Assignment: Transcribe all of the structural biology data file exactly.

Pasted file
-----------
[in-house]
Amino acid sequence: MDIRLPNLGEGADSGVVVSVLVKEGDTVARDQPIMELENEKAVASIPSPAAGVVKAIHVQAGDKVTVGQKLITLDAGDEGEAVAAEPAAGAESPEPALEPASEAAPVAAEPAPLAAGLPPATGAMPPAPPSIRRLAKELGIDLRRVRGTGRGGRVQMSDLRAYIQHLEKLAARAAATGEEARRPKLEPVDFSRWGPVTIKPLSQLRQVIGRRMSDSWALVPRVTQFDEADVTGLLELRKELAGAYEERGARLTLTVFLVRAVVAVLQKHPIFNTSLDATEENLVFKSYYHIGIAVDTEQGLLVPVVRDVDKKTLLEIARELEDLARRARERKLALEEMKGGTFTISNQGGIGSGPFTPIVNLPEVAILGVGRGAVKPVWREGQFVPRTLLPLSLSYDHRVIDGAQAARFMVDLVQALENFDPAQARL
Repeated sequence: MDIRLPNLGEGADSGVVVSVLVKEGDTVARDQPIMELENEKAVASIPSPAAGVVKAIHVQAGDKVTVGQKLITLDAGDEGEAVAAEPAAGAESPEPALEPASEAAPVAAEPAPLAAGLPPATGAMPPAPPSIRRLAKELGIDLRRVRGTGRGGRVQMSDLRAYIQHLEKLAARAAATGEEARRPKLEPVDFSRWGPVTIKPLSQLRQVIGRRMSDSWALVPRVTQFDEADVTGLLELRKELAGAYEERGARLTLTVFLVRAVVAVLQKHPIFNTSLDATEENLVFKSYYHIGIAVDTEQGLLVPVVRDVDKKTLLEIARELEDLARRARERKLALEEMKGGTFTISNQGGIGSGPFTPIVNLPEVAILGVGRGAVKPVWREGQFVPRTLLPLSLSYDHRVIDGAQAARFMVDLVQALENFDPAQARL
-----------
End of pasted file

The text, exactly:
[in-house]
Amino acid sequence: MDIRLPNLGEGADSGVVVSVLVKEGDTVARDQPIMELENEKAVASIPSPAAGVVKAIHVQAGDKVTVGQKLITLDAGDEGEAVAAEPAAGAESPEPALEPASEAAPVAAEPAPLAAGLPPATGAMPPAPPSIRRLAKELGIDLRRVRGTGRGGRVQMSDLRAYIQHLEKLAARAAATGEEARRPKLEPVDFSRWGPVTIKPLSQLRQVIGRRMSDSWALVPRVTQFDEADVTGLLELRKELAGAYEERGARLTLTVFLVRAVVAVLQKHPIFNTSLDATEENLVFKSYYHIGIAVDTEQGLLVPVVRDVDKKTLLEIARELEDLARRARERKLALEEMKGGTFTISNQGGIGSGPFTPIVNLPEVAILGVGRGAVKPVWREGQFVPRTLLPLSLSYDHRVIDGAQAARFMVDLVQALENFDPAQARL
Repeated sequence: MDIRLPNLGEGADSGVVVSVLVKEGDTVARDQPIMELENEKAVASIPSPAAGVVKAIHVQAGDKVTVGQKLITLDAGDEGEAVAAEPAAGAESPEPALEPASEAAPVAAEPAPLAAGLPPATGAMPPAPPSIRRLAKELGIDLRRVRGTGRGGRVQMSDLRAYIQHLEKLAARAAATGEEARRPKLEPVDFSRWGPVTIKPLSQLRQVIGRRMSDSWALVPRVTQFDEADVTGLLELRKELAGAYEERGARLTLTVFLVRAVVAVLQKHPIFNTSLDATEENLVFKSYYHIGIAVDTEQGLLVPVVRDVDKKTLLEIARELEDLARRARERKLALEEMKGGTFTISNQGGIGSGPFTPIVNLPEVAILGVGRGAVKPVWREGQFVPRTLLPLSLSYDHRVIDGAQAARFMVDLVQALENFDPAQARL